That being the Uniform Commercial Code's Section 2 on Sales. I needed to mention this because a sales contract covers many aspects of law, and are governed by different laws. As a contract, it must be governed and validly enforced under the provisions of contract law.
First, the chart on slide 2 is indeed based on Exhibit 10.1, page 244 of the textbook, and states elements of a contract. This is slightly inaccurate, since the chart shows the essence of a contract and the steps for creation, rather than elements per se.
Second, the same chart is slightly off with regard to Exhibit 10.1, in the sense that sub-box containing the terms, "beween competent parties involving lawful subject matter". In the Exhibit the box is shown as a shared characteristic of both offer and acceptance, showing that this is an essential characteristic that must exist under both the offer and acceptance stage. In the presentation, it is shown only under the offer stage. Indeed this seems a small issue, but to be technically correct, should have been more accurate.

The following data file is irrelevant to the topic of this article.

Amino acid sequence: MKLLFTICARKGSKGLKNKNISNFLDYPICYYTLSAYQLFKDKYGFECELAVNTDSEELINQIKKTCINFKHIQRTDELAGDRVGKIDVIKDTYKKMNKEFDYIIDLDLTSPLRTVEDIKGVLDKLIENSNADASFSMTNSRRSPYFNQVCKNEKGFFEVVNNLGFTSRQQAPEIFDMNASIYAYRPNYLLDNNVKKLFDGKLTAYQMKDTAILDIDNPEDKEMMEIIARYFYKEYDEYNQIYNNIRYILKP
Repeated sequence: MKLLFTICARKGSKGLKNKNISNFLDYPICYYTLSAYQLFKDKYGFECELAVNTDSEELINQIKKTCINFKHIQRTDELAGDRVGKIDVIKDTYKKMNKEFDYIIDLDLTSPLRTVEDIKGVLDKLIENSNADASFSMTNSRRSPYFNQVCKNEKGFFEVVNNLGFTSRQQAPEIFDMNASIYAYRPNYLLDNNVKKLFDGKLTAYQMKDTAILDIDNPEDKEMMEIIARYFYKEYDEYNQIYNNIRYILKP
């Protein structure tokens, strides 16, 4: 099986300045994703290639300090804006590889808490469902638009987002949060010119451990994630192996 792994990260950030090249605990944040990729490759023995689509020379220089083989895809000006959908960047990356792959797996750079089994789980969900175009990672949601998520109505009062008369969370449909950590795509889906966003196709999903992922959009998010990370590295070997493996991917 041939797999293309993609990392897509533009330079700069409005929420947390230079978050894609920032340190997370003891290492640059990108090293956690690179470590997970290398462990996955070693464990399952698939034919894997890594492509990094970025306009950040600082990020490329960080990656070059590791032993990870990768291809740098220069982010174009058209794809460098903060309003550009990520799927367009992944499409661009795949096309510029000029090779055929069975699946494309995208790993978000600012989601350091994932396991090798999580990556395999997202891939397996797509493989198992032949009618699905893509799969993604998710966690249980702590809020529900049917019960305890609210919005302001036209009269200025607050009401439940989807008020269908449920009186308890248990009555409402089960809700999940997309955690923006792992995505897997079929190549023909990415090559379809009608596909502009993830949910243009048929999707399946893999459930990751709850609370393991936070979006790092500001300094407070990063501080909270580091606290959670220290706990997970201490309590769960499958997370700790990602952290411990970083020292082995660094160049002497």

Lastly, under the list of circumstances when "a contract may be voided" under slide 6, the last point states that "lawful-not violating state, federal, or common law". This is in effect contradicting the topic at hand, because it states that a contract may be voided because it is lawful, when it should state that a contract is valid when it does not violate law.
What did you learn most about this topic that was unclear or unknown before
Contract law is always a multi-faceted topic, and states a number of new concepts and principles. This presentation helped me understand more of the definitions of the characteristics within the contract's creation, such as negotiation, offer and acceptance, and consideration.
Were any of your questions about this topic left unanswered If so, what are they
There were some unanswered questions, which I stated above, relating to the aspects of sales in the presentation. Especially since the topic was sales contracts, the presenter could have economized more on time by minimizing the discussion on contracts and focusing more on sales.
*Adapted from Reinking, J. A., Hart, A. W., & Von der Osten, R. (2003).
Strategies for successful writing: A rhetoric, research guide, reader, and
handbook (6th ed.). Boston: Prentice-Hall/Pearson Custom Publishing.